These gaffes by themselves are near-mortal sins. The show is trying to put its characters’ emotions on a pedestal higher than their actions, but the way they respond to and cope with things tells us everything we need to know about them. And what we end up finding out is that a lot of these people are dumb and mean. Except for Oscar with his criminal past and hobby of being an extremely talented painter. He responds to situations like a rational adult, apologizes for his mistakes, and puts other peoples’ needs ahead of his in a healthy way. He’s so good and well-adjusted that he feels out of place in this show. And that he looks like a transfer from the set of a soap opera doesn’t do anything to decrease how soapy the show feels at times. Oscar does not belong on this show.
I do have to call out one good thing. In world where comic book characters are inventing flying AI robots like it’s no big deal, hacking time travel, and listening for the heartbeats of secret ninjas from two floors away, Jessica Jones is refreshingly realistic about its technology. We watch two characters track a third down by looking at the geotagging information on a picture automatically uploaded from the person’s phone and into their cloud account. Another triangulates a character’s location by using GPS information of their former sex partners on a Tinder-like app. That one reaches a little bit, but the character is using plausible data and a paper map to plot it out. She even tells the guy that turning off Find My Phone isn’t going to save him.
But everything else is inexplicably dumb. So many of the things people do in this show feel like nonsense, like the character should be doing the exact opposite and would be doing that. This isn’t the kind of foolish stuff fueled by addiction or grief. It’s just idiot plotting.
Jessica Jones season 2 is a mess and a disappointment. If you asked Marvel fans which Netflix show was their favorite, you’d get a few different answers. Some might say that first season of Daredevil. Others might say the first half of Luke Cage. For me and many others, though, it was that first season of Jessica Jones. Those 13 episodes showed that the Marvel Netflix Universe was capable not just of putting comics into the upper tier of premium serial storytelling, but of making actual art from them.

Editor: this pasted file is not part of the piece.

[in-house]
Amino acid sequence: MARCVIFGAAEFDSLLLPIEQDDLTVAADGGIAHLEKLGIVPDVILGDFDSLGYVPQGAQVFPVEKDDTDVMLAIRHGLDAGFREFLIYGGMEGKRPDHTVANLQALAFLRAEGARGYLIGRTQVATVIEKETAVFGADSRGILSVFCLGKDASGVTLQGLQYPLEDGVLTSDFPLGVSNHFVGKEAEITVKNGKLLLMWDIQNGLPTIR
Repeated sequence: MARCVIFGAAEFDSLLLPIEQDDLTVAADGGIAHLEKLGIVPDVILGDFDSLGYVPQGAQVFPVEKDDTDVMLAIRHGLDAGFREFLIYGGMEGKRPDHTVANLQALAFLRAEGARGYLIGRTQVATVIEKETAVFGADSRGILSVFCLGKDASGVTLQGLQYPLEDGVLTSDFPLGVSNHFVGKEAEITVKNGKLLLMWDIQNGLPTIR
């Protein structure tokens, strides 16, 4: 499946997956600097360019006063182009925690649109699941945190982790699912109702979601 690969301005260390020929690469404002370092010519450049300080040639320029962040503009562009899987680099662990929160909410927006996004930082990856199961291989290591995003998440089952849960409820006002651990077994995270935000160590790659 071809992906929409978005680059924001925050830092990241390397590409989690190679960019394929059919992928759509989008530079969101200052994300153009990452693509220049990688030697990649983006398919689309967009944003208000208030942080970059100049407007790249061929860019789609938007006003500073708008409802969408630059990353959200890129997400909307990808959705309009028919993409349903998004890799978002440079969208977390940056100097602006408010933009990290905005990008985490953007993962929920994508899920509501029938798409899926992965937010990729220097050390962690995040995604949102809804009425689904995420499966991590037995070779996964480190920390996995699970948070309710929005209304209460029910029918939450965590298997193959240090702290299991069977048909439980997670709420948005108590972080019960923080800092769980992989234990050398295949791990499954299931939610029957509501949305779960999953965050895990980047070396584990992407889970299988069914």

Since then, the brand has been on a steady decline. While Marvel’s movies seem to be experiencing a second renaissance, the shows can’t seem to hold on to the success they once had. Luke Cage‘s second half was a far cry from the complex, nuanced first half. Iron Fist was nearly unwatchable thanks to Danny Rand, the Immortal Iron Fist, Protector of K’un-L’un, Sworn Enemy of the Hand. Daredevil‘s second season and the Defenders both had merit but were brought down by heavy reliance on the secret organization called The Hand as a source of conflict. How those shows (and Iron Fist managed to make secret ninjas boring is a puzzle I might never solve.
Jessica Jones, though, stood on its own, delivering an artful story that unified acting, dialogue, storytelling, and restrained visual effects to make an incredibly compelling show. This season doesn’t seem to know where it wanted to go. It retreads lessons of the first season and comes away with contradictory conclusions. It abuses its characters and leave us wondering if it loves them like it seemed to the first go-round. Great performances keep an otherwise uninteresting show afloat, and good performances aren’t enough on their own.
If not even Jessica Jones can hold the Marvel Netflix shows up in a positive light, is there any hope for the upcoming seasons of Luke Cage, Daredevil, the Punisher, and yes, Iron Fist?